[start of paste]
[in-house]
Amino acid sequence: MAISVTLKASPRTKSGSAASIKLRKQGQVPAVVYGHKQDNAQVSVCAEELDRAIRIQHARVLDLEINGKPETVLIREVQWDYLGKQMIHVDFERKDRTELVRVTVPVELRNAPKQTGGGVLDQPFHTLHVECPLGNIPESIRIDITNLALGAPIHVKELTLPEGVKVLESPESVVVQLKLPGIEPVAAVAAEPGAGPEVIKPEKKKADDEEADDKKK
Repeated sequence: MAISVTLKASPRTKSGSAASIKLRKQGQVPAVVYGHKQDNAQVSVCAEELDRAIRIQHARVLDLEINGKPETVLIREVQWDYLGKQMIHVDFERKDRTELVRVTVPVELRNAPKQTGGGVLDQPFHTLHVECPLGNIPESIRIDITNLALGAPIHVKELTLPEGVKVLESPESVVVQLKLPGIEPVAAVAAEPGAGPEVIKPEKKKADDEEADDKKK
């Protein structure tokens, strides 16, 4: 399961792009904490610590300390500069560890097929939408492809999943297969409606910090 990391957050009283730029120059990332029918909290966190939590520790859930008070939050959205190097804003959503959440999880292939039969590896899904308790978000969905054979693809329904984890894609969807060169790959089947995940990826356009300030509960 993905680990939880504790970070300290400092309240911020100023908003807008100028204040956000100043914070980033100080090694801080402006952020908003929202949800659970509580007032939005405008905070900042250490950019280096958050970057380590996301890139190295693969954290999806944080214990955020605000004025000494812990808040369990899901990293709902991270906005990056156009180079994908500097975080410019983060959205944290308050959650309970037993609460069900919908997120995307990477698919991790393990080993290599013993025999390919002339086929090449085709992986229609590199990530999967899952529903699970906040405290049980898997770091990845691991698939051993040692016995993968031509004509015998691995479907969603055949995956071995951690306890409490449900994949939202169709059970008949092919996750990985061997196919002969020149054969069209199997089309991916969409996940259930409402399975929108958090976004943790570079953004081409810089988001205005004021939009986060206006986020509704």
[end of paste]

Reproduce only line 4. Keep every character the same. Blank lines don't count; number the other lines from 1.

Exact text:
């Protein structure tokens, strides 16, 4: 399961792009904490610590300390500069560890097929939408492809999943297969409606910090 990391957050009283730029120059990332029918909290966190939590520790859930008070939050959205190097804003959503959440999880292939039969590896899904308790978000969905054979693809329904984890894609969807060169790959089947995940990826356009300030509960 993905680990939880504790970070300290400092309240911020100023908003807008100028204040956000100043914070980033100080090694801080402006952020908003929202949800659970509580007032939005405008905070900042250490950019280096958050970057380590996301890139190295693969954290999806944080214990955020605000004025000494812990808040369990899901990293709902991270906005990056156009180079994908500097975080410019983060959205944290308050959650309970037993609460069900919908997120995307990477698919991790393990080993290599013993025999390919002339086929090449085709992986229609590199990530999967899952529903699970906040405290049980898997770091990845691991698939051993040692016995993968031509004509015998691995479907969603055949995956071995951690306890409490449900994949939202169709059970008949092919996750990985061997196919002969020149054969069209199997089309991916969409996940259930409402399975929108958090976004943790570079953004081409810089988001205005004021939009986060206006986020509704």